podgorakz/Adobe Buildings in Kazakhstan

Kazakhstan hasn’t been sanctioned by the U.S. government, but the two governments haven’t reached an agreement that gives the U.S. full access to Americans living in Kazakhstan and their vital documents. As with Americans in Belarus and Azerbaijan, Americans in Kazakhstan can’t receive Social Security benefits, but they can petition for an exception.


michalknitl/Adobe Mountains in Kyrgyzstan

The U.S. government doesn’t have an agreement with Kyrgyzstan that ensures free access to the records of U.S. citizens in the country for accurate check distribution. While you can petition for an exception, you generally can’t receive Social Security checks if you live in Kyrgyzstan.


frimufilms/Adobe City streets of Moldova

Moldova is another former Soviet country that hasn’t agreed with the U.S. government on a way to accurately distribute Social Security checks. Americans in Moldova won’t be automatically sent Social Security benefits, though you can petition for an exception.


truba71/Adobe Tajikistan buildings

As with the seven other post-Soviet states on this list, the U.S. and Tajikistan don’t currently have an agreement that ensures Social Security checks are being distributed correctly to Americans in the country.


Velirina/Adobe Turkmenistan

Turkmenistan’s government doesn’t currently have an agreement with the U.S. government to ensure accurate distribution of Social Security payments to Americans in Turkmenistan.


monticellllo/Adobe Uzbekistan buildings

Uzbekistan is the last post-Soviet republic that doesn’t yet have an agreement with the U.S. government to distribute Social Security checks to Americans in the country.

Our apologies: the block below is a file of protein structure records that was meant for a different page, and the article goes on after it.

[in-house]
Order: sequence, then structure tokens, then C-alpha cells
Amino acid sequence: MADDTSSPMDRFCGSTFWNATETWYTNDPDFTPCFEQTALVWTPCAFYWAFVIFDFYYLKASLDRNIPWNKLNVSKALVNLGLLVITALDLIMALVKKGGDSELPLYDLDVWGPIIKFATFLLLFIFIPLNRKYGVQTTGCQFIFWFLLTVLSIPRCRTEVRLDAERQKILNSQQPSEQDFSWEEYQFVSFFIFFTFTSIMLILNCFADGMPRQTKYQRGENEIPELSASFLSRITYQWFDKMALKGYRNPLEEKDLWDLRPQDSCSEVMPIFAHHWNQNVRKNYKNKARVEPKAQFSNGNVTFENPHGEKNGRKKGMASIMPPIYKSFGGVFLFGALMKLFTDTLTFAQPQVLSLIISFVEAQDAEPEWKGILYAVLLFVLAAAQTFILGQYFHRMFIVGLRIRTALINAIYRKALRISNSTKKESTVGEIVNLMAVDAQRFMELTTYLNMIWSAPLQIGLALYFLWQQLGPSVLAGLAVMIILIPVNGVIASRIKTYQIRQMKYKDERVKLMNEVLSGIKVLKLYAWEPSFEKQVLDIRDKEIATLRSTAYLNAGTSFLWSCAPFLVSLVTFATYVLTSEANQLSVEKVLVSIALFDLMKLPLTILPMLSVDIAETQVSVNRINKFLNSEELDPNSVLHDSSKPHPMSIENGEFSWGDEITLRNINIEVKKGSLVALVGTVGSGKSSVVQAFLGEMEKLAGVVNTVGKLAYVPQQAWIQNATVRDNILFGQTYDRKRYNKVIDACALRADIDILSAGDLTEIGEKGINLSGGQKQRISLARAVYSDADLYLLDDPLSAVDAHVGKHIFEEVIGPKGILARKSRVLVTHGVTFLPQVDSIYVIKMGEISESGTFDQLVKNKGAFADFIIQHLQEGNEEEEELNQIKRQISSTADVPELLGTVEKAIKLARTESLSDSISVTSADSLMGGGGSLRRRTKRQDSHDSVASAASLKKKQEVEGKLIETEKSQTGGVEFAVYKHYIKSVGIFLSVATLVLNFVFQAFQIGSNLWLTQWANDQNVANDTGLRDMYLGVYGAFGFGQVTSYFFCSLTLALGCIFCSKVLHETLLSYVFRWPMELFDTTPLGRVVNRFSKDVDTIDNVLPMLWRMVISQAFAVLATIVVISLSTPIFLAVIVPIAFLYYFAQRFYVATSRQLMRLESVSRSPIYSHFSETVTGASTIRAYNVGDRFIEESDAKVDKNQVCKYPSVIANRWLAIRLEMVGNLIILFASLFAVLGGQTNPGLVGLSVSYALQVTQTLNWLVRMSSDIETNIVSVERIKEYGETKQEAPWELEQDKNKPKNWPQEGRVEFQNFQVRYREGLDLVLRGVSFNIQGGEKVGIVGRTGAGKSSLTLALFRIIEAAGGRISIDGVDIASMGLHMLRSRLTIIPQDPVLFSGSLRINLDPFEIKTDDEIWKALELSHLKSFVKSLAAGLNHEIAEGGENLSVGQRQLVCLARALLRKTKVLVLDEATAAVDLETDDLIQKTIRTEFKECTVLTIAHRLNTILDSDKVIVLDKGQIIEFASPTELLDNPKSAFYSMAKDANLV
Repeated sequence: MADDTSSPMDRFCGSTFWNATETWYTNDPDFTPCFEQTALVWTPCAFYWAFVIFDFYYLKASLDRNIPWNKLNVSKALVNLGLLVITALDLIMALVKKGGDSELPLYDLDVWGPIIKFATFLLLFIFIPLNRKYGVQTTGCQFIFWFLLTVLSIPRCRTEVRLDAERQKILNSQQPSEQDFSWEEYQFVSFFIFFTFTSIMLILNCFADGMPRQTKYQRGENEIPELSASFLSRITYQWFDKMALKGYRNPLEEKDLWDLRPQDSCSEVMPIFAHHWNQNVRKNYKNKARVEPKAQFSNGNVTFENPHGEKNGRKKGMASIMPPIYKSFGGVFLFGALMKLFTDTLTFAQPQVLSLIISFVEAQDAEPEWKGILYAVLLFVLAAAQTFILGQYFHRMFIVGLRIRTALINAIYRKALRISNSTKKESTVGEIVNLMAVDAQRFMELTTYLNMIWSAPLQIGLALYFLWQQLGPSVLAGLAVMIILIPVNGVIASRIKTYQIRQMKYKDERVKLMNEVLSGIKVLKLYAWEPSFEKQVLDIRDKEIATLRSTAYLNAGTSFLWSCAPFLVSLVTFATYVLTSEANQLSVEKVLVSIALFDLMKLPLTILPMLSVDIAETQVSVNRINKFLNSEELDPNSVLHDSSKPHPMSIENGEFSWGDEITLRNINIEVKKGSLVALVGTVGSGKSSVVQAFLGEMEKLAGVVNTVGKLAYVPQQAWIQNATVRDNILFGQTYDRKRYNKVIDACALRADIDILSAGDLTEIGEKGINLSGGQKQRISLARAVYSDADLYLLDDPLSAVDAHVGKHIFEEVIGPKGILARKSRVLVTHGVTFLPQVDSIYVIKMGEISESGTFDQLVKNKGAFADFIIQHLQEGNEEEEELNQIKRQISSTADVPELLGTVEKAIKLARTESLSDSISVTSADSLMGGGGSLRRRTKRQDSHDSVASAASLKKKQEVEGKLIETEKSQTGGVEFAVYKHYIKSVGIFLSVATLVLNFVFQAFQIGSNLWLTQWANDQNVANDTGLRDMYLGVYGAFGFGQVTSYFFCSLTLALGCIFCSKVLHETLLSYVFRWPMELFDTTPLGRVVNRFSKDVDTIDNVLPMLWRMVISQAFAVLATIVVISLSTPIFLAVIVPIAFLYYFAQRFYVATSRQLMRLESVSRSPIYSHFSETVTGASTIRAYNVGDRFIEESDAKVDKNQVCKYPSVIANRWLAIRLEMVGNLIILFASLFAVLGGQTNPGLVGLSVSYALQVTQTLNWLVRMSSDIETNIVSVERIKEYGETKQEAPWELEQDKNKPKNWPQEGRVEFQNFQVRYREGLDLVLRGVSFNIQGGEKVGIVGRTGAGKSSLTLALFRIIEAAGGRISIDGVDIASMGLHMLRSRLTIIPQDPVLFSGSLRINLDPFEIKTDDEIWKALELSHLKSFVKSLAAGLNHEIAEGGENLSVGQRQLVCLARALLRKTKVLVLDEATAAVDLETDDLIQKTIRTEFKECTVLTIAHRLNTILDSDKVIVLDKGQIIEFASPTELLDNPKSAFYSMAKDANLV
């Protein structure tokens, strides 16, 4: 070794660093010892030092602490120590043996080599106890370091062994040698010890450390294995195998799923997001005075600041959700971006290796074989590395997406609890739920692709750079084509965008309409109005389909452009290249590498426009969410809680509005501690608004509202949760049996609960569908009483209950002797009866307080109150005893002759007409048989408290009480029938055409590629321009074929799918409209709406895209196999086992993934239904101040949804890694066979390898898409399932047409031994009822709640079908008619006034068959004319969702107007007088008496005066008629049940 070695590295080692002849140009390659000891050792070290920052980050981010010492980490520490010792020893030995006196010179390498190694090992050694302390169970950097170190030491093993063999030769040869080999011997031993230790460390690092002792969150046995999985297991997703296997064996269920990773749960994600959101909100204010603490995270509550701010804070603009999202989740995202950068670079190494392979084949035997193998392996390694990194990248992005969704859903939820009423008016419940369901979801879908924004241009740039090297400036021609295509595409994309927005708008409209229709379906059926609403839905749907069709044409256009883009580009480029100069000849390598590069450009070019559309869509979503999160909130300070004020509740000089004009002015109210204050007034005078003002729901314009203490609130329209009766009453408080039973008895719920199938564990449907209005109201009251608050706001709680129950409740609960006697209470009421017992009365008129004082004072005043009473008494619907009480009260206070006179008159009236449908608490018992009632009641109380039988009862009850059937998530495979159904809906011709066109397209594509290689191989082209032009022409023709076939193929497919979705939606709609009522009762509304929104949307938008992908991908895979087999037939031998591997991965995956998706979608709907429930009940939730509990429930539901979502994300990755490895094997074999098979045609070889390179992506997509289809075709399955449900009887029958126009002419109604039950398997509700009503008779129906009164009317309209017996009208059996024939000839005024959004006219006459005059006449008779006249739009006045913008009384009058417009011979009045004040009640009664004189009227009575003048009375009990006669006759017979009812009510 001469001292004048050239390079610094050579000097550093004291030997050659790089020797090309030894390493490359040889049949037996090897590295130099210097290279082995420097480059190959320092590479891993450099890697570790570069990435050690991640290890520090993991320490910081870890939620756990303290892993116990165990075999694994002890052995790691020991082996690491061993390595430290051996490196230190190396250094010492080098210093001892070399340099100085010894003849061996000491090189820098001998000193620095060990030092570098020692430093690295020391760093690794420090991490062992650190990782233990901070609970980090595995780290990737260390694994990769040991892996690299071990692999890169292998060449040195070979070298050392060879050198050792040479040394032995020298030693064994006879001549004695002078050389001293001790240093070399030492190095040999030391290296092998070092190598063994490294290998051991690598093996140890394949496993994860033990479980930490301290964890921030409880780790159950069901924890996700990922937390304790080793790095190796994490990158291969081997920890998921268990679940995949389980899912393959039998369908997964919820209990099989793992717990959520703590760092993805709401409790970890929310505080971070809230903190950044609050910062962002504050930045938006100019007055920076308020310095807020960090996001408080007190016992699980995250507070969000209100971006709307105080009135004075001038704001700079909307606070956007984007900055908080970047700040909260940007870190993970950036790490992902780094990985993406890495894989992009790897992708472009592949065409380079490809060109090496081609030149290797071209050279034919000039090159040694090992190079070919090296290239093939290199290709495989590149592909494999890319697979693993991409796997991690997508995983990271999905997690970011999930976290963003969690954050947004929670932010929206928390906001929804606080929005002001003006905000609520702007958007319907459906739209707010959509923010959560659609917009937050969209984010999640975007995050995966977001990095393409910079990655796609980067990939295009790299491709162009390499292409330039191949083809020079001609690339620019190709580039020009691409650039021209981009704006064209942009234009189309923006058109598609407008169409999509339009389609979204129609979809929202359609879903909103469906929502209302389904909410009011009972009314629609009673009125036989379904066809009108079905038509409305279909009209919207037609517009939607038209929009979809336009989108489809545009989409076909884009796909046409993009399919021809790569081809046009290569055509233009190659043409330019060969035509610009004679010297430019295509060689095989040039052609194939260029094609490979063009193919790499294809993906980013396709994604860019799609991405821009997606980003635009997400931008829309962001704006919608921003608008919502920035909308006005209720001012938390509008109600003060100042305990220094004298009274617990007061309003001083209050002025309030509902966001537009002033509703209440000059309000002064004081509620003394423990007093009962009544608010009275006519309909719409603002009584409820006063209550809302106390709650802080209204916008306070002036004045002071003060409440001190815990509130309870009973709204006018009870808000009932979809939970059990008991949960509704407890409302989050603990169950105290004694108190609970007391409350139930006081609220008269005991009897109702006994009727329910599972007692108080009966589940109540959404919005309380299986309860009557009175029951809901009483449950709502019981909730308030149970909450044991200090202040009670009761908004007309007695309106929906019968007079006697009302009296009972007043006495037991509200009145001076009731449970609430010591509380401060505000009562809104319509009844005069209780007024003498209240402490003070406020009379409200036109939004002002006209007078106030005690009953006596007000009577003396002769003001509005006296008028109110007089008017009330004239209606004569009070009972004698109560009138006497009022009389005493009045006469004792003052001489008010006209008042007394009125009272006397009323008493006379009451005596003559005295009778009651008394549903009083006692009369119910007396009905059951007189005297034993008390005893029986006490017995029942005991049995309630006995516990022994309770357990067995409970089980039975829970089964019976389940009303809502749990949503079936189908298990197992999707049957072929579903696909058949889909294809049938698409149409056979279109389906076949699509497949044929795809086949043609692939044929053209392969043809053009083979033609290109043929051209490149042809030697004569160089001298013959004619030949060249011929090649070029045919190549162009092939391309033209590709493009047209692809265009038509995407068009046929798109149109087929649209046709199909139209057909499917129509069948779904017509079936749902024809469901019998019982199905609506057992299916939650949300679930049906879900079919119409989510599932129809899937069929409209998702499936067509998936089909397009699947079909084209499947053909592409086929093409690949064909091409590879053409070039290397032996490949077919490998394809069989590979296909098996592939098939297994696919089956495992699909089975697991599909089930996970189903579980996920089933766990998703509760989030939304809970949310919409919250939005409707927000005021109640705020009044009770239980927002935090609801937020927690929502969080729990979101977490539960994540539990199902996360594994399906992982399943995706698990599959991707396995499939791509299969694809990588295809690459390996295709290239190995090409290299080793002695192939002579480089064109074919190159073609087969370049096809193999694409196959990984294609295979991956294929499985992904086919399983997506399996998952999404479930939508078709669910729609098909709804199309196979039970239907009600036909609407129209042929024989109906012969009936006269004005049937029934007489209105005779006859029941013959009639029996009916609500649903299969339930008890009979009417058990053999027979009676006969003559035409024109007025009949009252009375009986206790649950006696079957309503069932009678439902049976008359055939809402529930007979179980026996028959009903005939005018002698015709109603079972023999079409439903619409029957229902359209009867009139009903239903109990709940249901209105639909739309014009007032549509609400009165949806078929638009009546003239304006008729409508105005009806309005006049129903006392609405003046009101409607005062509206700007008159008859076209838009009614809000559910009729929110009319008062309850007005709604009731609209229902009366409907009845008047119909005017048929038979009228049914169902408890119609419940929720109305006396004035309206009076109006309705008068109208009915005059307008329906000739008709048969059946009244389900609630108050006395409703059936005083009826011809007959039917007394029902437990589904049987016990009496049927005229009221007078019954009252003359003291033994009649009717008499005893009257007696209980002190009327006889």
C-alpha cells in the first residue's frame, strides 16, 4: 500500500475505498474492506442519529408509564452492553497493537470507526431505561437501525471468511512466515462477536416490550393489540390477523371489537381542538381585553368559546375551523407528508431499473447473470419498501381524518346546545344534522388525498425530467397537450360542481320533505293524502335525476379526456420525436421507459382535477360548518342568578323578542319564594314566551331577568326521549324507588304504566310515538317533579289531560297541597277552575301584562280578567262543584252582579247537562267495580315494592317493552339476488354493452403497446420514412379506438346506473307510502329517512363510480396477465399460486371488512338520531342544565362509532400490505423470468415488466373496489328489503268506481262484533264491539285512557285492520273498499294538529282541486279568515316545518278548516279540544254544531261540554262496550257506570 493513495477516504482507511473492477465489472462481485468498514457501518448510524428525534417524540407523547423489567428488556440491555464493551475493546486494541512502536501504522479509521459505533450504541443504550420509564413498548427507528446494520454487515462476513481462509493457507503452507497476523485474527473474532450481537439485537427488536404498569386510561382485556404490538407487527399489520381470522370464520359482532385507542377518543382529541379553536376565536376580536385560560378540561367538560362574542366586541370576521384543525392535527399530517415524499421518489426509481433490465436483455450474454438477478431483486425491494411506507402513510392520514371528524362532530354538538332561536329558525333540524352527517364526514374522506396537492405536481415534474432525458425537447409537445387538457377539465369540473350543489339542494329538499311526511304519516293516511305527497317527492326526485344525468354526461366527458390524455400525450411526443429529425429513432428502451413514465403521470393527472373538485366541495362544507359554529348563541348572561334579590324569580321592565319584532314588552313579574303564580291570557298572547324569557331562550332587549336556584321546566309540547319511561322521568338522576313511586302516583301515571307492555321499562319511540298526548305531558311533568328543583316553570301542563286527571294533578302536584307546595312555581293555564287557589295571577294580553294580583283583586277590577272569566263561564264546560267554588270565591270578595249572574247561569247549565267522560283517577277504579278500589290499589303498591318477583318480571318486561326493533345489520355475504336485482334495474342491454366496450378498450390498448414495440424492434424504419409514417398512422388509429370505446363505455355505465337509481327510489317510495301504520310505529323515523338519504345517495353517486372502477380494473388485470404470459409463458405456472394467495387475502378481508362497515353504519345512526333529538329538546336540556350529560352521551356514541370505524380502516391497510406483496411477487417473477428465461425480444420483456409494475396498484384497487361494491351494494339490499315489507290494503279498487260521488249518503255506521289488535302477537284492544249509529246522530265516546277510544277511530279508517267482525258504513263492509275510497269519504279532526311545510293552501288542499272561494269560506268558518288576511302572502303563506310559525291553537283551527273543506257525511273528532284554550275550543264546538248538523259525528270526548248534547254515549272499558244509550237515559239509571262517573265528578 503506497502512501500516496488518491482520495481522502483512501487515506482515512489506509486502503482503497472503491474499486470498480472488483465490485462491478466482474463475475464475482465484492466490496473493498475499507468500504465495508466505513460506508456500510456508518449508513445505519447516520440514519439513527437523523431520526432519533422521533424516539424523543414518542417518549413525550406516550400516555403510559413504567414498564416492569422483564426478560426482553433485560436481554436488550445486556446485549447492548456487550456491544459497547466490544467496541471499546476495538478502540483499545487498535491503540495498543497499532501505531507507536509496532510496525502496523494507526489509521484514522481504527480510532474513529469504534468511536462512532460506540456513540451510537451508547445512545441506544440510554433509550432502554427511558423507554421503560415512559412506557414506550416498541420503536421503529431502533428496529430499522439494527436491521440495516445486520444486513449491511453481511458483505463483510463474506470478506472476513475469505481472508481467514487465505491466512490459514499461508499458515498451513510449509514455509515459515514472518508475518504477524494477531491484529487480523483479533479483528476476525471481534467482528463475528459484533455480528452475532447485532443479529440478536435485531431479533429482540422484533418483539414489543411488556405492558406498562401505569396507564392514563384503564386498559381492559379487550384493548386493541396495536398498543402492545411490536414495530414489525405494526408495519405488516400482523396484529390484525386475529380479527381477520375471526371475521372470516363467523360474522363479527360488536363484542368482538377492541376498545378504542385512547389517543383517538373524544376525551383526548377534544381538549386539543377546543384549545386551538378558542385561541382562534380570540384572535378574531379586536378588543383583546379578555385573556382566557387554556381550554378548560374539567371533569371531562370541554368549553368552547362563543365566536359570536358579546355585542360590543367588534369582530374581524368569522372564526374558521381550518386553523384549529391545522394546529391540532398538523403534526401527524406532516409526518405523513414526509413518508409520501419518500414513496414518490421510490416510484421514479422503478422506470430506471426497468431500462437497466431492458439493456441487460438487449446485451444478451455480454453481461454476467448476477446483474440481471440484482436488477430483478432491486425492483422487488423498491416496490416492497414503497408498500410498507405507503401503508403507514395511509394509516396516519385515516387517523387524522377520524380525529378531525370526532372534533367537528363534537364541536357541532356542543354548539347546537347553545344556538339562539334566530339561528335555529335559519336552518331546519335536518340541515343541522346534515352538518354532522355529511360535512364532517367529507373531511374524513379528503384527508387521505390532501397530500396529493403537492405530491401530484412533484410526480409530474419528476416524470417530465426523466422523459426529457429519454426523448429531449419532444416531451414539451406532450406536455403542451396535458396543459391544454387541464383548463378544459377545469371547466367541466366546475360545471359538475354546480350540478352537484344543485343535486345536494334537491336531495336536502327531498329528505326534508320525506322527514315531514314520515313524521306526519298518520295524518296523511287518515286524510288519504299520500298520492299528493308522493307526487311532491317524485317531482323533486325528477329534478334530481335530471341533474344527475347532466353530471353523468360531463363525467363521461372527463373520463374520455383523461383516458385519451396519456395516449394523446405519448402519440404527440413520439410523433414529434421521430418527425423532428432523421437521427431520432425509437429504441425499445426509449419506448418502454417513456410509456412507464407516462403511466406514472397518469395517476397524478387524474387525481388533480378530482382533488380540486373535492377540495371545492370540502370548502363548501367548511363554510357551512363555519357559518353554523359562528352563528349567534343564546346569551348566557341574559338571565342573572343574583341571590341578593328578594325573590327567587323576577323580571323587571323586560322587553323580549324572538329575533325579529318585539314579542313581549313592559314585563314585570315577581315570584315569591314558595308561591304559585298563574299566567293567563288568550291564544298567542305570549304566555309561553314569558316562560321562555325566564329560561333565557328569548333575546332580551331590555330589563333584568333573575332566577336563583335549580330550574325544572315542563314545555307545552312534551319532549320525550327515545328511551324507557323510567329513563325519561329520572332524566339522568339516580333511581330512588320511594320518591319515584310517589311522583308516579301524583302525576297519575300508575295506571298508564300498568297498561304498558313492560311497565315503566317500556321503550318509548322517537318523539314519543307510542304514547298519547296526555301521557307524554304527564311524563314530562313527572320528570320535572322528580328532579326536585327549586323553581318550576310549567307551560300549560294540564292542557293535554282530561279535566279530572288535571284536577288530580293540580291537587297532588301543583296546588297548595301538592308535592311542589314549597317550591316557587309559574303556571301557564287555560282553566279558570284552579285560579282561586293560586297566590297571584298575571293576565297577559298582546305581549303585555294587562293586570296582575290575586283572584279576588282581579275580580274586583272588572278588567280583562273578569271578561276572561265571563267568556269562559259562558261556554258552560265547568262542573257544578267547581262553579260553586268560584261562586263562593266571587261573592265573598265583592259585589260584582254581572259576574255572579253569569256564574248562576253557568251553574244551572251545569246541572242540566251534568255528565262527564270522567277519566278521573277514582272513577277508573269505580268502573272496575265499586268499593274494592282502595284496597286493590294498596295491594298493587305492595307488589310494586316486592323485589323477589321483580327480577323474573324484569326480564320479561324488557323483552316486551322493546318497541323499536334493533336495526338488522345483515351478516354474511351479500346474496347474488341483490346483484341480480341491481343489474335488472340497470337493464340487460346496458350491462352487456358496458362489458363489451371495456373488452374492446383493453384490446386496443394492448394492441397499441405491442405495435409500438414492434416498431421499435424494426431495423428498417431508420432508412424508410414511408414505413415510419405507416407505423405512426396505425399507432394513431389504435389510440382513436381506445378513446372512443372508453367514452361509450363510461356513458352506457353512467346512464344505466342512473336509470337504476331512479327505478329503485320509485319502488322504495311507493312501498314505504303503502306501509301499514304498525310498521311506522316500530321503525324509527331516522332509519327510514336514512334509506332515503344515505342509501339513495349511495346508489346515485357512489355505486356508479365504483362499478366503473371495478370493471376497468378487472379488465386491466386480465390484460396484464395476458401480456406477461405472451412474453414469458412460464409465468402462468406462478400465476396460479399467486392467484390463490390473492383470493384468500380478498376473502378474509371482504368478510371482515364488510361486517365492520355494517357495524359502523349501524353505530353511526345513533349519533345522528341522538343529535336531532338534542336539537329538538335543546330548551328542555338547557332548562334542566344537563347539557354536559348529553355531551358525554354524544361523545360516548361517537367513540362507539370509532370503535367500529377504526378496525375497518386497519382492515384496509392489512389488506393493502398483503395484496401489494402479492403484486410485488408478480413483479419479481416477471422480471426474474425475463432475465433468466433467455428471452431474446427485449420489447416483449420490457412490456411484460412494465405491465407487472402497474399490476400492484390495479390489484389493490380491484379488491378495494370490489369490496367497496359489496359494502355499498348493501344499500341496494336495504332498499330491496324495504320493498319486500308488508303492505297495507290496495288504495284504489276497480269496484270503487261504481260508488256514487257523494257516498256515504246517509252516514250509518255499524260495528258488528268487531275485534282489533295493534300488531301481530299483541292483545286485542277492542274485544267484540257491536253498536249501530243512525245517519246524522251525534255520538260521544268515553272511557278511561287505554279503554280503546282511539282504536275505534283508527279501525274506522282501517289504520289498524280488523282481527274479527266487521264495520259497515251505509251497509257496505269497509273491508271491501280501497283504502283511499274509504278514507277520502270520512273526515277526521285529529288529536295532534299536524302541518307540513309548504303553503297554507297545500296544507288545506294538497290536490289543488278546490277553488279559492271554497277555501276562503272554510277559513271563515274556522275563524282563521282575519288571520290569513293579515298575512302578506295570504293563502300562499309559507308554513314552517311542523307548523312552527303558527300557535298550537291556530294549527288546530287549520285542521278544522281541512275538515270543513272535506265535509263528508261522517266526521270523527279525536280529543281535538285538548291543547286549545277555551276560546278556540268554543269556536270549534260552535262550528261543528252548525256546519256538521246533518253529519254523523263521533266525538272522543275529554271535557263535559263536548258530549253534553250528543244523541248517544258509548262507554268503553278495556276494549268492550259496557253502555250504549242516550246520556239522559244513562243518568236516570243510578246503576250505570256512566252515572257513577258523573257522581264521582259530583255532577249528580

Bottom line

JJ Gouin/Adobe social security benefits identification card with 100 dollar bills

Whether you’re working in a foreign country to supplement your Social Security income or you’ve moved to be closer to family after retiring, it pays to know where the U.S. government can and can’t send your Social Security benefits.

Specifically, American citizens in the 10 countries listed here can’t receive Social Security benefits. However, unless you live in North Korea or Cuba, you can apply for an exemption to the rule.

If your request is denied or you do live in one of the two banned countries, you can still recover the money you had to throw away to live abroad: You’ll receive the Social Security payments you earned once you’re living in a non-restricted country.


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Author Details

Michelle Smith Michelle Smith has spent a decade writing for and about small businesses. She specializes in all things finance and has written for publications like G2 and SmallBizDaily. When she's not writing for work at her desk, you can usually find her writing for pleasure near large bodies of water.
Ellen Cannon Ellen Cannon is an editor at FinanceBuzz. Her long editorial career began in magazines (Time, Entertainment Weekly, People in Australia, Bloomberg) and then moved online. She has been managing editor of Bankrate, editorial director of QuinStreet personal finance sites, and a staff writer covering credit cards at NerdWallet.